This post is written collaboratively by Premier Developer Consultants Ilias Jennane and Daisy Chaussee along with App Dev Manager Wyn Lewis-Bevan. Read on to learn how to build a solution in TFS, release it in VSTS, and automate the deployments to separate Azure Resource Groups.
One of our customers recently challenged us with a use case that is not very common. They wanted to keep using TFS 2015 for work item management, git source control, and build management. However, they also wanted to use VSTS for release management into Azure. In addition, their deployment process is quite advanced. They deploy the same application to hundreds of customers in separate resource groups, but they do not wish nor want to have to create hundreds of release definitions, and above all they want close to zero manual intervention steps.
You may ask, why? And we did too. Their (decently large) team is currently heads down focused on delivering the product they are building and cannot afford any migration time to VSTS. They also had some upcoming tight deadlines. Hence, they didn’t want any disruption to their teams, but they did want to accelerate their deployment process using built-in capabilities in VSTS release management.
Azure to the rescue: The solution is extremely simple and relies heavily on existing features in Microsoft Azure.
1- Bridging TFS and VSTS:
The team continues doing what it has been doing without having to change anything. They push their commits to a source control repository in TFS 2015, and they have a continuous build definition that builds their application. What we added to that build definition is an additional step that uploads the build drops to an Azure file storage location. For simplicity we used Azure Files as the drop destination. We named the folders using the name definition.
2- Automating deployments to separate resource groups:
We chose to build a VSTS extension that encapsulates the whole deployment process. A release manager selects a customer name from a drop down. This triggers a release for that customer’s environment.
For each customer that will be managed using this utility, we store all of their target deployment information in an Azure Key Vault. Once that customer name is picked from the drop down, we connect to the vault, get the information we need, and trigger a release definition to deploy the application.
3- Working around (current) known limitations:
Currently VSTS release definitions do not allow overriding variable values at run time. So, when we pick a customer from the drop down we can’t really pass that customer name to the release definition. This created another challenge, since we needed to change this information on the fly. The solution is simple as well, we used a build definition in VSTS, since they allow overriding variable values at queue time. This build, which doesn’t do any code building, simply takes a variable as an input (the customer name), downloads the TFS 2015 build artifacts from the Azure storage, then publishes them as artifacts to be used in the release definition. For simplicity, the customer name is written into a text file and added to the build artifacts as well; simply the customer name and nothing else, because we don’t want secure information to be copied to text files or artifacts. From there everything is handled via a normal VSTS release definition.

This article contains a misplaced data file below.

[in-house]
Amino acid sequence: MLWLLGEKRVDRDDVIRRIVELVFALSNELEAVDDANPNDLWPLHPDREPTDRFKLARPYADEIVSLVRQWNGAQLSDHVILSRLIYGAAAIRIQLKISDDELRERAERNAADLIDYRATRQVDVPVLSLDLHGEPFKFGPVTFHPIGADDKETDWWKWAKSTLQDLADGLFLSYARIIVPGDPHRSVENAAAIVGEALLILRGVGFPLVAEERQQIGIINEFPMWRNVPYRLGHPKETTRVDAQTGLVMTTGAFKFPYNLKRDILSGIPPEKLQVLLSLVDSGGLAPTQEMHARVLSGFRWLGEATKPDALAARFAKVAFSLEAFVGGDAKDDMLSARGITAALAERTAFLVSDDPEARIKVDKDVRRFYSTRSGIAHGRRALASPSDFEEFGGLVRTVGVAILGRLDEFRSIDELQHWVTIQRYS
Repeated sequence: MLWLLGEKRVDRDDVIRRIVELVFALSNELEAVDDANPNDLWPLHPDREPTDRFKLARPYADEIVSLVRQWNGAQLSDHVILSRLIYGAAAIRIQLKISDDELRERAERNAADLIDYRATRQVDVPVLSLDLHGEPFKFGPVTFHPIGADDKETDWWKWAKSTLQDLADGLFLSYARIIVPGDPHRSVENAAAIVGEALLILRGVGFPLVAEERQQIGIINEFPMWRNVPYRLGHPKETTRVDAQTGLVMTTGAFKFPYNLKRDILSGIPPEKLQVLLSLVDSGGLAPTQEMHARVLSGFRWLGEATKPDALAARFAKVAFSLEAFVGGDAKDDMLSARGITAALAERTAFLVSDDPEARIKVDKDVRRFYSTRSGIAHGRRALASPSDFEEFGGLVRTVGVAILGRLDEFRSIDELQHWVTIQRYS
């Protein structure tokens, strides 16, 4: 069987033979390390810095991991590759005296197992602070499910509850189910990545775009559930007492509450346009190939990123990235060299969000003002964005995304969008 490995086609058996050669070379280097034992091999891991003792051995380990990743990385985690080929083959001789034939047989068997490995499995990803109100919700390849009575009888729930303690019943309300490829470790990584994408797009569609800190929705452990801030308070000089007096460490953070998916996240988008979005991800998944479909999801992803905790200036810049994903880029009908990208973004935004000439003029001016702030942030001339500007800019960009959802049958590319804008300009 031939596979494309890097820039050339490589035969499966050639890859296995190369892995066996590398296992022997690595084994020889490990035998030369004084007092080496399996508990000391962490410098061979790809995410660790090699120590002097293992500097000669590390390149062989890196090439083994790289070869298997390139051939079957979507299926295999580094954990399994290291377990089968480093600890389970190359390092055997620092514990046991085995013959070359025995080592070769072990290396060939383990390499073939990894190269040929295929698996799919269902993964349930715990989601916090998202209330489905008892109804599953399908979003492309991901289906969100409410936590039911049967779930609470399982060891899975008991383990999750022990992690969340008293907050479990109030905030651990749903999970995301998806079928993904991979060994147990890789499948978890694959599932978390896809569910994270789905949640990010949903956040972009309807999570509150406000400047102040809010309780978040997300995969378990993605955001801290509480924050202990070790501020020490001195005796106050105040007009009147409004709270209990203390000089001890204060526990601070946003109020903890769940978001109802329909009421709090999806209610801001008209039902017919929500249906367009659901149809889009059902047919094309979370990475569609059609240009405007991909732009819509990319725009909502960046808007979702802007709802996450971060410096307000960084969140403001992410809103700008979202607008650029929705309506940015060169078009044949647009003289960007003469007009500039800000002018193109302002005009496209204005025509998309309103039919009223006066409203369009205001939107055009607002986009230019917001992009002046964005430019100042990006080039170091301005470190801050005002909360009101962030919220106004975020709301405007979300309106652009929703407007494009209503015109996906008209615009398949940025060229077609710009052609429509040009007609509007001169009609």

What it looks like:
Let’s look at the TFS 2015 build definition. It builds a simple web application, zips it and then uploads it to Azure files.
The PowerShell script connects to the Azure files and uploads the zip file:
(This is a proof of concept, in a real-life scenario you may want to use much more advanced security practices for passing parameters to PowerShell files)
Once these files are uploaded they are labeled using the build number:
The extension that we build in VSTS fits into VSTS as follows:
- It sits right under the “Build and Release” VSTS Hub.
- It has an extremely simple user interface (this is just a sample):
The most important aspect of this extension is the release manager picks a build, a customer and then the rest is done by the extension. It gets the information for that customer from the Azure Key Vault, downloads the TFS 2015 build drops from the Azure Files and kicks off a release pipeline into several validation environments before going sending it to product. The release process itself is managed via the release definition:
While the scenario we’ve built may not be very common, the possibilities we were able to explore show that the most important aspect is to define your business goals clearly, then quickly experiment.
In addition to this posting, this blog post has been published here.